Web Scraping Using PHP - Parse IMDB.com Movies HTML

In this tutorial we’re going to be using regular expressions to parse HTML. This is a more advanced tutorial so you can check out my video on regular expressions before going through this. We’re going to be parsing out the IMDb website, which is an Internet movie database, and I’m going to be using a website called www.regex101.com to test regular expressions against strings to make sure we’re matching them correctly. Because this is an advanced tutorial, I’ll be posting each portion of code and explaining how it works as we walk through it. Directly below is the full source code, but skip down further and I'll walk through each portion of the code.

<?php function scrape_imdb($year_start, $year_end, $page_start, $page_end){ $curl = curl_init(); $all_data = array(); for ($page = $page_start; $page <= $page_end; $page++){ $url = "http://www.imdb.com/search/title?year=$year_start,$year_end&title_type=feature&sort=moviemeter,asc&page=$page&ref_=adv_nxt"; curl_setopt($curl, CURLOPT_URL, $url); curl_setopt($curl, CURLOPT_RETURNTRANSFER, true); $result = curl_exec($curl); $movies = array(); //match movie title preg_match_all('!<a href="\/title\/.*?\/\?ref_=adv_li_tt"\n>(.*?)<\/a>!',$result,$match); $movies['title'] = $match[1]; //match year preg_match_all('!<span class="lister-item-year text-muted unbold">.*?\((\d{4})\)<\/span>!',$result,$match); $movies['year'] = $match[1]; //match image url preg_match_all('!loadlate="(.*?)"!',$result,$match); $movies['image'] = $match[1]; //match certificate, runtime, genre block preg_match_all("!<p class=\"text-muted\s\">(.*?)<\/p>!is",$result, $match); //match certificate, runtime, genre individually from above block for ($i=0;$i<count($match[1]);$i++){ //match certificate if (preg_match('!<span class="certificate">(.*?)<\/span>!',$match[1][$i],$certificate)){ $movies['certificate'][$i] = $certificate[1]; } else { $movies['certificate'][$i] = ''; } //match runtime if (preg_match('!<span class="runtime">(\d{2,3}) min<\/span>!',$match[1][$i],$runtime)){ $movies['runtime'][$i] = $runtime[1]; } else { $movies['runtime'][$i] = ''; } //match genre if (preg_match('!<span class="genre">\n(.*?)\s*?<\/span>!',$match[1][$i],$genre)){ $movies['genres'][$i] = $genre[1]; } else { $movies['genres'][$i] = ''; } } //match ratings bar block preg_match_all('!<div class="ratings-bar">(.*?)<\/span>!is',$result,$match); //match ratings individually for ($i=0;$i<count($match[1]);$i++) { if (preg_match("!data-value=\"(.*?)\"!i",$match[1][$i],$imdb_rating)){ $movies['imdb_rating'][$i] = $imdb_rating[1]; } else { $movies['imdb_rating'][$i] = ''; } } //match the metascore and description together, make metascore optional preg_match_all('!(<div class="inline-block ratings-metascore"> <span class="metascore (favorable|mixed|unfavorable)">(.*?)\s*?<\/span>\s*?Metascore\s*?<\/div>\s*?<\/div>\n)?<p class="text-muted">(.*?)<\/p>!is',$result,$match); for ($i=0;$i<count($match[0]);$i++){ if (preg_match('!metascore (favorable|mixed|unfavorable)">(.*?)\s*?</span>!',$match[0][$i],$metascore)){ $movies['metascore'][$i] = $metascore[2]; } else { $movies['metascore'][$i] = ''; } if (preg_match('!<p class="text-muted\s?">\n(.*?)</p>!i',$match[0][$i],$description)){ $movies['description'][$i] = $description[1]; } else { $movies['description'][$i] = ''; } } //match directors and stars block preg_match_all('!<p class="">(.*?)<\/p>!is',$result,$match); for ($i=0;$i<count($match[1]);$i++){ if (preg_match('!Directors?:\n<a href="/name/.*?/?ref_=adv_li_dr_0"\n>(.*?)</a>\n!s',$match[1][$i],$directors)) { //print_r($directors);die; $clean_directors = preg_replace('!(<a href="\/name\/.*?\/?ref_=adv_li_dr_\d"\n>|<\/a>|\n)!','',$directors[1]); $movies['directors'][$i] = $clean_directors; } else { $movies['directors'][$i] = ''; } if (preg_match('!Stars?:\n(.*?)<\/a>\n!is',$match[1][$i],$stars)){ preg_match_all('!>(.*?)<!',$stars[1],$all_stars); $movies['stars'][$i] = implode(', ',$all_stars[1]); } else { $movies['stars'][$i] = ''; } } //match votes block, votes and gross, (because Gross can be empty) //votes or gross can be empty, they can also both be empty, make them both optional $regex = '!(<p class="sort-num_votes-visible"> \s*?<span class="text-muted">Votes:<\/span> \s*?<span name="nv" data-value="(\d*?)">.*?<\/span>)?.*? (<span class="ghost">\|<\/span>\s*?<span class="text-muted">Gross:<\/span> \s*?<span name="nv" data-value="(.*?)">.*?<\/span> \s*?<\/p>)?(\s*?<\/div>\s*?<\/div>\s*?)(<div class="lister-item mode-advanced">|</div>\s*?<div class="nav">)!is'; //<div class="lister-item mode-advanced"> preg_match_all($regex,$result,$match); for ($i=0;$i<count($match[0]);$i++){ if (preg_match('!Votes:</span>\s*?<span name="nv" data-value="(\d*?)">!is',$match[0][$i],$votes)){ $movies['votes'][$i] = $votes[1]; } else { $movies['votes'][$i] = ''; } if (preg_match('!Gross:</span>\s*?<span name="nv" data-value="(.*?)">!is',$match[0][$i],$gross)){ $movies['gross'][$i] = $gross[1]; } else { $movies['gross'][$i] = ''; } } //save all data in a nicely formatted array foreach($movies as $key => $value) { for ($i = 0; $i < count ($movies[$key]);$i++){ $data[$i][$key] = $movies[$key][$i]; } } $all_data = array_merge($data,$all_data); } //end main loop return $all_data; } ?>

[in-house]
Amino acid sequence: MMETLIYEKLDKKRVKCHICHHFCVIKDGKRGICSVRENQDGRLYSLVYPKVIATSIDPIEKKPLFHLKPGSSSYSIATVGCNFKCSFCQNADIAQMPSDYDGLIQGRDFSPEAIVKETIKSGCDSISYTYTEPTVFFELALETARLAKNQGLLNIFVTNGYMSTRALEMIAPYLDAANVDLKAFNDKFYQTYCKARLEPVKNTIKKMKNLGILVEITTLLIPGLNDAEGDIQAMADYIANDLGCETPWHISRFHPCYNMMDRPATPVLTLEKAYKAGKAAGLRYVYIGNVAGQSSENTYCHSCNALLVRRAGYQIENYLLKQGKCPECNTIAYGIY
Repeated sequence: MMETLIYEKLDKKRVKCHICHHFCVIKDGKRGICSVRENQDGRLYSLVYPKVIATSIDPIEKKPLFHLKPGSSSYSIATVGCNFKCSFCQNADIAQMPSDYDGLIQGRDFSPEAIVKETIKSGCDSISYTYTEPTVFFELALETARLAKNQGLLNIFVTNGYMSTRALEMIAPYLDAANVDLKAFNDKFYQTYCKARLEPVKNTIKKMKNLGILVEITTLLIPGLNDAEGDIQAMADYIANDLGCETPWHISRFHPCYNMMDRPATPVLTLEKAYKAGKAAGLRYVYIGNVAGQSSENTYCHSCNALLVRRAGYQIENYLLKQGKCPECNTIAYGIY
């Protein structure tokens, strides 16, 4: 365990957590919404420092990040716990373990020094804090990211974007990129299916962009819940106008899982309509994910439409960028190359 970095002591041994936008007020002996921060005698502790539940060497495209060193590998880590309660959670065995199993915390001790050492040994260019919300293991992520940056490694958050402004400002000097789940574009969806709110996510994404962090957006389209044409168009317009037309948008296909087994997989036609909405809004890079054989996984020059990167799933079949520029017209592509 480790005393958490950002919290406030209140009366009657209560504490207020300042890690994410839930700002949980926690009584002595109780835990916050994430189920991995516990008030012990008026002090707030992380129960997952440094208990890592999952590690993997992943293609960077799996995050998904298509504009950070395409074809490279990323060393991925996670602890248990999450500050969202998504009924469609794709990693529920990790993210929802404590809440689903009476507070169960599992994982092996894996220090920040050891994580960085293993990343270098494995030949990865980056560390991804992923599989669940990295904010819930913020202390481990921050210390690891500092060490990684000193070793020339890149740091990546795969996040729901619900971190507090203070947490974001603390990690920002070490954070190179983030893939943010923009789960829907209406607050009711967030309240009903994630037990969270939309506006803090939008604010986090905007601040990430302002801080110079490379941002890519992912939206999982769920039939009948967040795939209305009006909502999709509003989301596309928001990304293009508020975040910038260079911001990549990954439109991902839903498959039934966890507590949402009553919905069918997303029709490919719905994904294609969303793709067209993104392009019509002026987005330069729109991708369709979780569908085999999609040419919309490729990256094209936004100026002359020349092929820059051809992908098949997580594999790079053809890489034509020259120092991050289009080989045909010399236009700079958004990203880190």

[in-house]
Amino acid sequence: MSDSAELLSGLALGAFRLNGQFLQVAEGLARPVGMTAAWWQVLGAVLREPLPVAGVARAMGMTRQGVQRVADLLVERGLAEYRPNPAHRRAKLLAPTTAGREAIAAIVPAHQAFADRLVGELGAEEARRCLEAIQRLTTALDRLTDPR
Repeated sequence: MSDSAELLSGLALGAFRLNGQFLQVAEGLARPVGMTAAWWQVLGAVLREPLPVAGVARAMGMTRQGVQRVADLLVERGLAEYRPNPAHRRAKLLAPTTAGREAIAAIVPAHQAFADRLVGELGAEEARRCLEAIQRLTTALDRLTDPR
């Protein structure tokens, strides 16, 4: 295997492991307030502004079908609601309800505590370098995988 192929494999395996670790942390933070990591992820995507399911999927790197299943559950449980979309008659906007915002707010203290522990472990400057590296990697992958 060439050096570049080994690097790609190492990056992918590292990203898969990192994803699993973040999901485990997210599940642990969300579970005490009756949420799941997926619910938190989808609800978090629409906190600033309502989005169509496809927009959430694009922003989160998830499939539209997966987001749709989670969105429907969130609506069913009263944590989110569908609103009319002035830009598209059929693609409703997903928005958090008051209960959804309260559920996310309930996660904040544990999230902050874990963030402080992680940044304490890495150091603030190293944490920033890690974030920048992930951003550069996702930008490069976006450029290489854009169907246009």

Loading in an IMDb Search Page

The first thing to do when matching content from a website like this is to identify the search string from which to match the content. We’re going to match movies released in the year 2000 and we’ll be starting our search at page 1. For each movie there are a number of elements: title, year released, description, director, stars, etc.

The tricky thing is, if we go to a later page (we'll use page 76 in this example) we see that it is missing a lot of the content. Not every movie has content for every element, so we can’t just match all the elements individually. Instead we have to match a block of elements at the same time. For example, we’ll match the movie runtime, genre, and IMDb rating all at the same time and then check to see if any of those individual elements is empty. If they are, we’ll set the array value to an empty string to make sure we have the right number of elements in the array.

The first piece of code shown below will load up our search results based on the function inputs. We want to load up page 76 of the movies released in 2000 for this example, so the function inputs will be (2000, 2000, 76, 76). We’ll store everything inside the result variable and create an empty array called movies.